Ad Blocker Detected
Our website is made possible by displaying online advertisements to our visitors. Please consider supporting us by disabling your ad blocker.
Officials in Los Angeles are warning residents of a “concerning” increase in counterfeit opioids, dubbed ‘zombie drugs’ for the way they leave users “gruesomely disfigured.”
The street drug, known as “tranq,” is actually the animal tranquilizer xylazine. Authorities say it’s often mixed with other illegal drugs, such as fentanyl and heroin. One of the drug’s most recognizable effects is rotting skin, but it can also cause disfiguring sores and lead to limb amputation or death by overdose.
RELATED: Two Men Charged Following Recovery Of Over 1,000 Pounds In Drugs Including Enough Fentanyl To Kill 4.7 Million People
“It’s really gruesomely disfiguring people,” Drug Enforcement Administration special agent Bill Bodner tells KTLA.
Bodner went on to say that the substance is a vasoconstrictor, meaning it reduces blood circulation.
“It’s much more likely to stop someone from breathing and the things that come along with xylazine,” he added.
The drug has recently become a significant problem in the city, namely because it isn’t illegal. However, it has started turning up in seized illicit substances, according to the outlet.
DEA LA on FOX 11 discussing “Tranq” xylazine & fentanyl drug mixtures that are causing severe wounds & a higher risk of fatal drug poisonings.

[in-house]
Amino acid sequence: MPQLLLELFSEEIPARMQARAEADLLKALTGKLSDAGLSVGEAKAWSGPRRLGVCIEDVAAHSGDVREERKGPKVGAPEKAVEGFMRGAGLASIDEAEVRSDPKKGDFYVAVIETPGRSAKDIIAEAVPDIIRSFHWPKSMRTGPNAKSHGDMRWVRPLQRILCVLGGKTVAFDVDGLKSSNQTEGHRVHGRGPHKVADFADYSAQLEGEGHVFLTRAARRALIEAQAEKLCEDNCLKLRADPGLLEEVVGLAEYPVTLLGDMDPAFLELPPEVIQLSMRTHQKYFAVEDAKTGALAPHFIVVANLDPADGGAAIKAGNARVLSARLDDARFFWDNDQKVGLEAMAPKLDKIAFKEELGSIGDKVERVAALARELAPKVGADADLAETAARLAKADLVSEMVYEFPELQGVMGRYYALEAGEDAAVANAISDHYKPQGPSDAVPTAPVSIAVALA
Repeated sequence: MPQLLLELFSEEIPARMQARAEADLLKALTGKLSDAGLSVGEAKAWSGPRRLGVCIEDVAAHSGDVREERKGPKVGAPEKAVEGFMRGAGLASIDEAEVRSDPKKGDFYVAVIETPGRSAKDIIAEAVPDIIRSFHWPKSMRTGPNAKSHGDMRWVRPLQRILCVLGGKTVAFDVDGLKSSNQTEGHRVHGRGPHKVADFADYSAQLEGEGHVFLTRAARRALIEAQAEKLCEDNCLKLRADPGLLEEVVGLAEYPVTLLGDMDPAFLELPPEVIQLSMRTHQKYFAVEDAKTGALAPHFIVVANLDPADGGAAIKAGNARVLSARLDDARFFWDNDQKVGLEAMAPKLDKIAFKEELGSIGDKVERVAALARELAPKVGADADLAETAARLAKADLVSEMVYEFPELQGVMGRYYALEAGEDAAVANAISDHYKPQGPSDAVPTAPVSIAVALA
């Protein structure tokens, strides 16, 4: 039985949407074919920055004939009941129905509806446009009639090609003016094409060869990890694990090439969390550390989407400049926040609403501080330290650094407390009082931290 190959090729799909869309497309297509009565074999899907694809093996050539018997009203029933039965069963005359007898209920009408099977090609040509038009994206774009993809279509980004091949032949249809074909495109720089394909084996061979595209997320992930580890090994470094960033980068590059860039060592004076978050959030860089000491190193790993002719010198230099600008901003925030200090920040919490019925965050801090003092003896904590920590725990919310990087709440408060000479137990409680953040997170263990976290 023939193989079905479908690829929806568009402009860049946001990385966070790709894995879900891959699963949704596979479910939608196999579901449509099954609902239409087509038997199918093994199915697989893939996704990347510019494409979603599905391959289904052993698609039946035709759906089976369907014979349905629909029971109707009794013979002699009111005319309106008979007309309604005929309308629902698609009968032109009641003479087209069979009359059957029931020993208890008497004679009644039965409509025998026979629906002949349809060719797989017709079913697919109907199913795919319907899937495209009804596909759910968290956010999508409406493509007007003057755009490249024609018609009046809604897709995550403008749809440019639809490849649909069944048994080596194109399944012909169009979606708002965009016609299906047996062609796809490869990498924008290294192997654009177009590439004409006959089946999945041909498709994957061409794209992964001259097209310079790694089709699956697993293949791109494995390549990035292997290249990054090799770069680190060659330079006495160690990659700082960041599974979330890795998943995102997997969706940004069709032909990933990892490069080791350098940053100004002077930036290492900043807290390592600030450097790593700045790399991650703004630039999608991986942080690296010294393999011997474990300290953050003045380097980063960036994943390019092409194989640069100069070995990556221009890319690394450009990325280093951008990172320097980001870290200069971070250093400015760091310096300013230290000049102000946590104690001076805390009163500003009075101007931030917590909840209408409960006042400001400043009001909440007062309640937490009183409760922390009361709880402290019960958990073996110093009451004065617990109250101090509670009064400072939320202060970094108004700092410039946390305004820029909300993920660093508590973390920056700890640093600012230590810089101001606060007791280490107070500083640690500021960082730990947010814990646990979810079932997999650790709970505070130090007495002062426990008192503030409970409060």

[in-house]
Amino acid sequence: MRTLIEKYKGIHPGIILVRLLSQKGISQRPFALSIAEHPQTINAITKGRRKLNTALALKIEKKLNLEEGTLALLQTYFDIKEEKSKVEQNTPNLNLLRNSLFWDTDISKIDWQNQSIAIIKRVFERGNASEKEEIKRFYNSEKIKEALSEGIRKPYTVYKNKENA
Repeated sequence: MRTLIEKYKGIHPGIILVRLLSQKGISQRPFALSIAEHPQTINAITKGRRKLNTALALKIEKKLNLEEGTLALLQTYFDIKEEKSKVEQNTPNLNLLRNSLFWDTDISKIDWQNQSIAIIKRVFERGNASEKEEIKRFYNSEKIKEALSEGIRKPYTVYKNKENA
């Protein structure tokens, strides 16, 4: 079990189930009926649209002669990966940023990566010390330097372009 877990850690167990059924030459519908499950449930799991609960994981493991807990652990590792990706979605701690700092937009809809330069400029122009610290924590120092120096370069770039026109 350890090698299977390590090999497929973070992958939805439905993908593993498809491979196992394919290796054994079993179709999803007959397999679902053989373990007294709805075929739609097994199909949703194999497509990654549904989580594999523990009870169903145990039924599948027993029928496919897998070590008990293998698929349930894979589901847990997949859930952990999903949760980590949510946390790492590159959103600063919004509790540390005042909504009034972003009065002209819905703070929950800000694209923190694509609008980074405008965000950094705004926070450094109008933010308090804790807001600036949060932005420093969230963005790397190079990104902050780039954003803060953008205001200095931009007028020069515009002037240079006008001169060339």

Since xylazine, a powerful sedative, is not an opioid, Narcan does not reverse its effects. pic.twitter.com/ekSrFzWc1B
— PXP Security & Inves (@PXPSecurityInve) May 7, 2023
L.A. County Sheriff’s Office Creates Program To Track Use Of Xylazine, DEA Calls Trend “Concerning
Last month, the L.A. County Sheriff’s Office created a program to track use of the substance after xylazine was found in confiscated fake fentanyl pills, the Los Angeles Times reported.
DEA L.A. Field Division spokesperson Nicole Nishida called the trend “concerning.”
“In the greater Los Angeles area, we are seeing xylazine as an additive within fake fentanyl pills,” Nishida told the newspaper. “While the numbers are relatively low in our community compared to elsewhere in the United States… the presence of xylazine is now becoming more frequent and the trend is concerning.”
Xylazine Turning Up Across 48 States As Of March, Dozens Dead In New York From “Zombie Drug”
Meanwhile, addiction expert Cary Quashen told KTLA that he’s “never seen anything like what we’re dealing with right now.” One of the “sure signs” of xylazine is rotting flesh, according to Quashen.
“We had a woman come in and her sister had passed away from a fentanyl overdose,” Quashen said. “But not only was it a fentanyl overdose (but) her skin was starting to rot, the muscles on her leg and her arm. So that’s a sure sign of xylazine.”
And xylazine is starting to turn up across the country too, the DEA reports. In March, the agency issued an urgent public warning in 48 states where the drug has been detected.
Later that month, U.S. Senate Majority Leader Chuck Schumer attributed dozens of deaths in New York to the “zombie drug,” the New York Post reports.